She clapped her hands in childish glee. “Of a truth, ugly tree that thou art, thou growest the fruits of wisdom, oh Holly,” she said; “but of those Jews whom I hated, for they called me ‘heathen’ when I would have taught them my philosophy—did their Messiah come, and doth He rule the world?”
“Their Messiah came,” I answered with reverence; “but He came poor and lowly, and they would have none of Him. They scourged Him, and crucified Him upon a tree, but yet His words and His works live on, for He was the Son of God, and now of a truth He doth rule half the world, but not with an Empire of the World.”
“Ah, the fierce-hearted wolves,” she said, “the followers of Sense and many gods—greedy of gain and faction-torn. I can see their dark faces yet. So they crucified their Messiah? Well can I believe it. That He was a Son of the Living Spirit would be naught to them, if indeed He was so, and of that we will talk afterwards. They would care naught for any God if He came not with pomp and power. They, a chosen people, a vessel of Him they call Jehovah, ay, and a vessel of Baal, and a vessel of Astoreth, and a vessel of the gods of the Egyptians—a high-stomached people, greedy of aught that brought them wealth and power. So they crucified their Messiah because He came in lowly guise—and now are they scattered about the earth? Why, if I remember, so said one of their prophets that it should be.
Here Haggard hasn’t spared the Jews his now incredible frankness either. On another meeting the discussion about Christianity continues:
“So,” she went on, “now eat some fruit; believe me, it is the only true food for man. Oh, tell me of the philosophy of that Hebrew Messiah, who came after me, and who thou sayest doth now rule Rome, and Greece, and Egypt, and the barbarians beyond. It must have been a strange philosophy that He taught, for in my day the peoples would have naught of our philosophies. Revel and lust and drink, blood and cold steel, and the shock of men gathered in the battle—these were the canons of their creeds.”
I had recovered myself a little by now, and, feeling bitterly ashamed of the weakness into which I had been betrayed, I did my best to expound to her the doctrines of Christianity, to which, however, with the single exception of our conception of Heaven and Hell, I found that she paid but scant attention, her interest being all directed towards the Man who taught them. Also I told her that among her own people, the Arabs, another prophet, one Mohammed, had arisen and preached a new faith, to which many millions of mankind now adhered.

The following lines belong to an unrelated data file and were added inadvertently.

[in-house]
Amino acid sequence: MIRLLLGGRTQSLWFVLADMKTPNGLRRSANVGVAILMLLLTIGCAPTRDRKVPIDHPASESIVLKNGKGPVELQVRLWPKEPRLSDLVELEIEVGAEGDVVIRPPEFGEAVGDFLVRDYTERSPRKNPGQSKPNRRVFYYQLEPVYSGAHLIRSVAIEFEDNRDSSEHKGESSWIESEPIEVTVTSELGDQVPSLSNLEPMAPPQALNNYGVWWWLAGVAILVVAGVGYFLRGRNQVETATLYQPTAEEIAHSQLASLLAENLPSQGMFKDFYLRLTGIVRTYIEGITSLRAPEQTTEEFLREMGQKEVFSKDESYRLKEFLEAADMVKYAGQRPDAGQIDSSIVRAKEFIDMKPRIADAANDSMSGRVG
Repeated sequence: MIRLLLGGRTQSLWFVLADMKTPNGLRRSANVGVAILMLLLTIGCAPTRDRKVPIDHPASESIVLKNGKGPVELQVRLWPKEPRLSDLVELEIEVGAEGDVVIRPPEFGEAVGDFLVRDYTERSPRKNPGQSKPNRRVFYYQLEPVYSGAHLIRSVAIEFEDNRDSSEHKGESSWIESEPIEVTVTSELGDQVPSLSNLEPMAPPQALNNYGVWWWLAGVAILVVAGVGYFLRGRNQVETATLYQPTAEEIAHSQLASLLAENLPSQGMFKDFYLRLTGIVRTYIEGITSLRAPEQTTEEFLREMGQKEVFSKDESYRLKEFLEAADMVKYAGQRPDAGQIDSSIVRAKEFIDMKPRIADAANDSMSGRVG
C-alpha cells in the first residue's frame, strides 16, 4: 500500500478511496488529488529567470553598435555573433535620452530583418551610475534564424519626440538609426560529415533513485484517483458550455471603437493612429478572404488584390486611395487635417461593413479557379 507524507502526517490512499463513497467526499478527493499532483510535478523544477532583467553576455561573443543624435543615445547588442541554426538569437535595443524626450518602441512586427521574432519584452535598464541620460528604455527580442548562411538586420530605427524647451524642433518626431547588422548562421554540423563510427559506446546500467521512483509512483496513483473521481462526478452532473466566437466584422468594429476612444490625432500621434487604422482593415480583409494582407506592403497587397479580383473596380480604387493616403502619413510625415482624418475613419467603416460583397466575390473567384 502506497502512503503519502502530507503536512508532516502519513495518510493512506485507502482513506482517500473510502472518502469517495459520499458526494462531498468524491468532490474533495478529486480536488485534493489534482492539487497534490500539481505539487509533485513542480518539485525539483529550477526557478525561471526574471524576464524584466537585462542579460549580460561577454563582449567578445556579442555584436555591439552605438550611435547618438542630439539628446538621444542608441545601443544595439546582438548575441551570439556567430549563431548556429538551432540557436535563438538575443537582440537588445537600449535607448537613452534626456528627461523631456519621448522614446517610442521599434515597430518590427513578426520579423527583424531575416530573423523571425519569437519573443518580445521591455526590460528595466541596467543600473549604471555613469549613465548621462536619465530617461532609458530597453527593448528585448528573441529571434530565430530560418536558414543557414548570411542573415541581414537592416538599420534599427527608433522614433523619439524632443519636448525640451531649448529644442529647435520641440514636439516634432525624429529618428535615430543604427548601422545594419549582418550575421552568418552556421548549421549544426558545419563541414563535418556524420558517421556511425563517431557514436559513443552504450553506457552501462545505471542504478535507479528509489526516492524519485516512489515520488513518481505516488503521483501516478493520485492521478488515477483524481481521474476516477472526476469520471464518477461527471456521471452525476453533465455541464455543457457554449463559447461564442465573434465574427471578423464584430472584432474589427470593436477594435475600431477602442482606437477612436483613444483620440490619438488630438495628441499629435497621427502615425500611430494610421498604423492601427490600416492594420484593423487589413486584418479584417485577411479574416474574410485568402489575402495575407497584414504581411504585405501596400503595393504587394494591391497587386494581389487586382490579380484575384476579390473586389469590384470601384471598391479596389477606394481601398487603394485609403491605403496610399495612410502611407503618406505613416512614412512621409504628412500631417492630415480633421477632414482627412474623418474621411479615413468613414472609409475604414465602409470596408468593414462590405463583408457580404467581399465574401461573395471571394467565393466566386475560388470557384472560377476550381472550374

I should make an aside here to point out that Haggard has given consideration to language and Ayesha doesn’t magically speak the King’s English. Holly is a scholar and familiar with Greek, Latin and Arabic. Ayesha and her subjects speak an older form of the latter which is what they converse in. Leo also understands though the humble Job is often left to guess at what is happening around him. This is but one example of how well thought out the story is and still today, it rises above many similar tales.
Ayesha reveals herself to be agnostic with regard to religion:
“Ah!” she said; “I see—two new religions! I have known so many, and doubtless there have been many more since I knew aught beyond these caves of Kôr. Mankind asks ever of the skies to vision out what lies behind them. It is terror for the end, and but a subtler form of selfishness—this it is that breeds religions. Mark, my Holly, each religion claims the future for its followers; or, at least, the good thereof. The evil is for those benighted ones who will have none of it; seeing the light the true believers worship, as the fishes see the stars, but dimly. The religions come and the religions pass, and the civilisations come and pass, and naught endures but the world and human nature. Ah! if man would but see that hope is from within and not from without—that he himself must work out his own salvation! He is there, and within him is the breath of life and a knowledge of good and evil as good and evil is to him. Thereon let him build and stand erect, and not cast himself before the image of some unknown God, modelled like his poor self, but with a bigger brain to think the evil thing, and a longer arm to do it.”
This is a rather more eloquent form of what you would hear from any atheist mid-wit today though here it is being said by someone murderously inclined to self-worship. Holly doesn’t feel up to the task of arguing with her which was prudent given she’s had two millennia to discover the truth and it has still eluded her. Holly’s reflection on this and it is still relevant today: